It’s a good idea to talk to your employee and:
- explain why you cannot make the changes they initially requested
- listen to their reasons for requesting the change
- suggest any other possible options
- ask if they have any ideas for other options
Angela is an experienced mechanic working at a small garage. She wants to reduce her hours to spend more time with her grandchildren so she makes a flexible working request to her employer.
The other mechanics are junior and Angela’s employer is concerned they cannot handle difficult repair jobs yet.
Angela’s employer decides to turn down her request because there will be a negative effect on quality and the business’ ability to meet customer demand.
But they agree to look at the request again after the other mechanics have been up-skilled. Angela’s employer confirms in writing that she can make another flexible working request in 6 months’ time.
If you’re not sure how a change will work in practice, a trial might help make a decision.
Raj is an estate agent working at a small estate agency. He asks to work compressed hours over 4 days. This means he would work 7am to 7pm over 4 days so he can have Thursdays off to study.
Raj’s employer is worried the business will lose sales and get complaints if Raj is not available on Thursdays. For these reasons, Raj’s employer considers refusing his request. However, his employer values Raj and wants to keep him.
Raj and his employer agree to try the compressed hours for 10 weeks, and then make a decision.
During the trial, other staff successfully deal with customer enquiries on Thursdays and Raj’s meets his sales targets. Raj’s employer also finds some customers like being able to reach Raj outside normal office hours Monday to Wednesday.
As the trial is a success, Raj’s employer agrees to continue with the new working hours.
Discrimination and flexible working requests
It’s usually against the law to turn down an employee’s flexible working request because of their:
- gender reassignment
- marriage and civil partnership
- pregnancy and maternity
- religion or belief
- sexual orientation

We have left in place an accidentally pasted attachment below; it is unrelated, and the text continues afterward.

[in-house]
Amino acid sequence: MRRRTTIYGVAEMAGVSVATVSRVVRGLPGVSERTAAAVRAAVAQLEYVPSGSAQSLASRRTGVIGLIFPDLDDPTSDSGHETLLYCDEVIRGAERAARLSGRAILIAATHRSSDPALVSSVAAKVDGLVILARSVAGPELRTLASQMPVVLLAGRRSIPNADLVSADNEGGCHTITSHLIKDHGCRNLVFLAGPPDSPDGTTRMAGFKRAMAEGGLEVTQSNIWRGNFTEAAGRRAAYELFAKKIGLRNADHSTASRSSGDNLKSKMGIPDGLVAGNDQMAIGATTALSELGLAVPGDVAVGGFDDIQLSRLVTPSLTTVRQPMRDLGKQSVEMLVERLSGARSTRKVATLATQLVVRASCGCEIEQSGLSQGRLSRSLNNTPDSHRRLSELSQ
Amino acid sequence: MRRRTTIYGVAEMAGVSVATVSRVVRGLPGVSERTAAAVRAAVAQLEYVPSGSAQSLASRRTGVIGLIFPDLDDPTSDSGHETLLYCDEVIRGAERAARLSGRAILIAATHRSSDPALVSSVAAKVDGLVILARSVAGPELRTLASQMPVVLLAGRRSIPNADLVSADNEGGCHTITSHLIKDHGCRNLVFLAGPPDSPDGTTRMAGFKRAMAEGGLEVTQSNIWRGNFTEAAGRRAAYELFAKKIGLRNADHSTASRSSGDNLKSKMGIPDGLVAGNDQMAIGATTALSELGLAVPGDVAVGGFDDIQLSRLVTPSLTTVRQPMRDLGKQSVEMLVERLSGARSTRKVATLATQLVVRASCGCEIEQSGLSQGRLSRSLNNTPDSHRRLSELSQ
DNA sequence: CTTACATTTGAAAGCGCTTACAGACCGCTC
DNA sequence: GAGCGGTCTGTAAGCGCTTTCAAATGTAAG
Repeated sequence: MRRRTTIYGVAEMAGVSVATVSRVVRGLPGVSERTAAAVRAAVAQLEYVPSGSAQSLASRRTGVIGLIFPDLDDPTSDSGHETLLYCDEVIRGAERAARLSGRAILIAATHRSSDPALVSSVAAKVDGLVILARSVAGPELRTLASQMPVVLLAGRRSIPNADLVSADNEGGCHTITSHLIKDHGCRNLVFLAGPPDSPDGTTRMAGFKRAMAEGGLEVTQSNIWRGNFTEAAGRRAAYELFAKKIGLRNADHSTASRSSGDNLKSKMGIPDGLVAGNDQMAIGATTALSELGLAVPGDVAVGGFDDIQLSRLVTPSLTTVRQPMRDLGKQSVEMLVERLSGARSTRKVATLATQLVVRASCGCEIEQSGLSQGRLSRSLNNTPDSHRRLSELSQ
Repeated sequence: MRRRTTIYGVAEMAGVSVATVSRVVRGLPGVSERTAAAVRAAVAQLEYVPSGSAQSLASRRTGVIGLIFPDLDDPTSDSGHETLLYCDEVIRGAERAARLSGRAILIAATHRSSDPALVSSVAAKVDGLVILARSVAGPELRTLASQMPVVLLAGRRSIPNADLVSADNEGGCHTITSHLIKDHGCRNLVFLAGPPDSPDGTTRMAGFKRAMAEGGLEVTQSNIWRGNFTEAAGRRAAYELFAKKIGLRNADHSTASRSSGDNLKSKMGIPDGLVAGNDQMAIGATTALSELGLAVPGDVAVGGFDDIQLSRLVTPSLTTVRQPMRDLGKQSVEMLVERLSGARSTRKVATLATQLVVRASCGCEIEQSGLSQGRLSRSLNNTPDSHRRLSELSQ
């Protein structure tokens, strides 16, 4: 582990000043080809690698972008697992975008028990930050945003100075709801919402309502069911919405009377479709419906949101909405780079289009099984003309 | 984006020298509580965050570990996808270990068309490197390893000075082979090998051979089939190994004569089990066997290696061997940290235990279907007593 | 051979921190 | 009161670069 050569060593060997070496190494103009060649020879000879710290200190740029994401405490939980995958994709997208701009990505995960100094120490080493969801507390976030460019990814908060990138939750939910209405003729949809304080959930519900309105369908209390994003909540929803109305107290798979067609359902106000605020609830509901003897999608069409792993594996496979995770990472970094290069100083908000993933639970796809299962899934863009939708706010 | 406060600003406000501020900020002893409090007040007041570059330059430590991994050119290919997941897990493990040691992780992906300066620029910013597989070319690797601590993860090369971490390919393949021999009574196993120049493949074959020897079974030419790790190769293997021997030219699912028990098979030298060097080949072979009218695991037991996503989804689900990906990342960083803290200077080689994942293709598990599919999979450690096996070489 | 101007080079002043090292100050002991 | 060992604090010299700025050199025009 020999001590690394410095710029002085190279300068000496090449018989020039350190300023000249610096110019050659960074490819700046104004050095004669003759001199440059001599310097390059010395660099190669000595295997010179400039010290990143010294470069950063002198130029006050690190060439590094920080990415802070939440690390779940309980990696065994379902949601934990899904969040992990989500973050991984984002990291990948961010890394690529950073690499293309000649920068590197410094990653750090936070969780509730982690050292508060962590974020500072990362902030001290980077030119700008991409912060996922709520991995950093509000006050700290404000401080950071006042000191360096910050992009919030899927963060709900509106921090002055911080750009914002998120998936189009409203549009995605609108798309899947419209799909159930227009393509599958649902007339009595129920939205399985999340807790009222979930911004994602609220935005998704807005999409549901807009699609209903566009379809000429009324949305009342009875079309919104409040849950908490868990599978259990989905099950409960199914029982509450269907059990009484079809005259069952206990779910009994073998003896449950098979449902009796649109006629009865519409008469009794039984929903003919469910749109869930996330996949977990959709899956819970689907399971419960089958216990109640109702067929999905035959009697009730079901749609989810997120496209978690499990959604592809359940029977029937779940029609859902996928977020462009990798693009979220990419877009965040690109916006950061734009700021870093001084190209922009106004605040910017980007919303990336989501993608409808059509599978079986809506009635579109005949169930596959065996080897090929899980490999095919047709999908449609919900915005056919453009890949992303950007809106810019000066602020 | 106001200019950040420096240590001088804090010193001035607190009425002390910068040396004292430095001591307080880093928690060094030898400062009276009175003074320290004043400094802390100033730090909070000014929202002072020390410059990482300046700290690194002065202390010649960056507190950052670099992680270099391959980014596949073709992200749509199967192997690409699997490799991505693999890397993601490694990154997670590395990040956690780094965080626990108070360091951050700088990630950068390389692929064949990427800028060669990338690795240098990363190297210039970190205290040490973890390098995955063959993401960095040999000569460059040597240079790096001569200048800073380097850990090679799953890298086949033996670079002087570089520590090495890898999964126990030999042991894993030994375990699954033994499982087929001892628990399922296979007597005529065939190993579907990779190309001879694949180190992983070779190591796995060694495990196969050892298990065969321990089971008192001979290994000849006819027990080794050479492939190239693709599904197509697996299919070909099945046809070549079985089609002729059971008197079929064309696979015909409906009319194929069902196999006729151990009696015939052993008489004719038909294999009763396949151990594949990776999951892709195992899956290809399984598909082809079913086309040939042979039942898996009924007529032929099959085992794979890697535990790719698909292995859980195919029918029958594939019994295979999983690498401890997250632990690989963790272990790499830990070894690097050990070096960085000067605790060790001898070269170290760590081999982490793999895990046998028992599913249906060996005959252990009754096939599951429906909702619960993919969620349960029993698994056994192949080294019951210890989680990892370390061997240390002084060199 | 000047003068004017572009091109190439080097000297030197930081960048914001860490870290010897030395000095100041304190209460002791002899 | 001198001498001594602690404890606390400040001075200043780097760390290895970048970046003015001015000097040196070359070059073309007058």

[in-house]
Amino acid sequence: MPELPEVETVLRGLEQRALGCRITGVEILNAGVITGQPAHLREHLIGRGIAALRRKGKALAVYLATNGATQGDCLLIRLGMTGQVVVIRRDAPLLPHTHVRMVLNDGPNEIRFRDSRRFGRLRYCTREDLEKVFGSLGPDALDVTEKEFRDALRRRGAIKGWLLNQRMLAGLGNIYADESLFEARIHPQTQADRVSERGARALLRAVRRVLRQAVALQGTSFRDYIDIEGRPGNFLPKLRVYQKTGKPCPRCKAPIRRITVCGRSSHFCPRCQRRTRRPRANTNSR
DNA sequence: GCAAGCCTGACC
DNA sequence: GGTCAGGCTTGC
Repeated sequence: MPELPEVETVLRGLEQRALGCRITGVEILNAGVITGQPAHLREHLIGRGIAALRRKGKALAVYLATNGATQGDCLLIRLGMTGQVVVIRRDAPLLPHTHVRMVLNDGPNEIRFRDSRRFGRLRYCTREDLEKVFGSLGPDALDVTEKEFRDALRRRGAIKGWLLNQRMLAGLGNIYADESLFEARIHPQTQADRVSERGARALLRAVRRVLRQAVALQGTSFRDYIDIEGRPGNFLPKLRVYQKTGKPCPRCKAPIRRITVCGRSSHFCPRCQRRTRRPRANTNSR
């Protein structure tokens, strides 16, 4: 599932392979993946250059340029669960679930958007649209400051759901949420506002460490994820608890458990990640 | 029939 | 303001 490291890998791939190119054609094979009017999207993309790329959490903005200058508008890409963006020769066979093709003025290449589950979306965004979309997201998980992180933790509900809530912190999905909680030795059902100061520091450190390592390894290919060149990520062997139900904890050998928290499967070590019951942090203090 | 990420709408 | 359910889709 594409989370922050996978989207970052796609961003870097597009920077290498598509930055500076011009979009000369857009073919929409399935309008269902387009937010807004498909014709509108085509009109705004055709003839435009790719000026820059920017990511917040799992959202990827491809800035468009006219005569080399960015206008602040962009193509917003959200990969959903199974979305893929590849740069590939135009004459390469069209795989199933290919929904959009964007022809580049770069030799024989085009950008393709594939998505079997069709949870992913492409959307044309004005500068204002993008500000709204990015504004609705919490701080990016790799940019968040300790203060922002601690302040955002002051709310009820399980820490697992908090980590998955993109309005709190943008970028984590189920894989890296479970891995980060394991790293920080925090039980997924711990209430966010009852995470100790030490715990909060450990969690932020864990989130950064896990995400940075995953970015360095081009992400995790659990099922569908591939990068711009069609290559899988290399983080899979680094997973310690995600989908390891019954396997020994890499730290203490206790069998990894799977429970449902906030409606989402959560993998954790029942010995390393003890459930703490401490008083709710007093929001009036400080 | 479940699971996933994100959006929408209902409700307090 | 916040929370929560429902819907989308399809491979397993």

If you cannot make the change your employee has asked for, you should look at other ways to support them and avoid discrimination.
For example, if your employee makes a flexible working request because of a disability they have, you could treat this as a reasonable adjustment request instead. This means you look at your employee’s request in context of their disability and how you can best support them.
Once you’ve made a decision
It’s a good idea to give your employee a decision as soon as possible.
There is a time limit of a maximum of 3 months of receiving a request for you to give a decision.
If you need more time, you can only extend the time limit if your employee agrees.
If you agree to the request
If you approve the request, it’s a good idea to confirm it in writing, including:
- the agreed change
- when the change will start
- how long the change will last, if for a fixed period of time
- a review date, if the change will be looked at to see how it’s going
When changes must be in writing
If the change affects anything that must legally be in your employee’s employment contract, you’ll need to put it in writing. You must do this within a month of the change taking effect.
This includes changes to:
- working hours
- job location
- holiday entitlement
If you turn down the request
You must let your employee know, and give the reason for turning down their request.
It’s a good idea to do this in writing.
Need help with a flexible working request? Contact Beagle HR for support
This article is adapted from the ACAS Website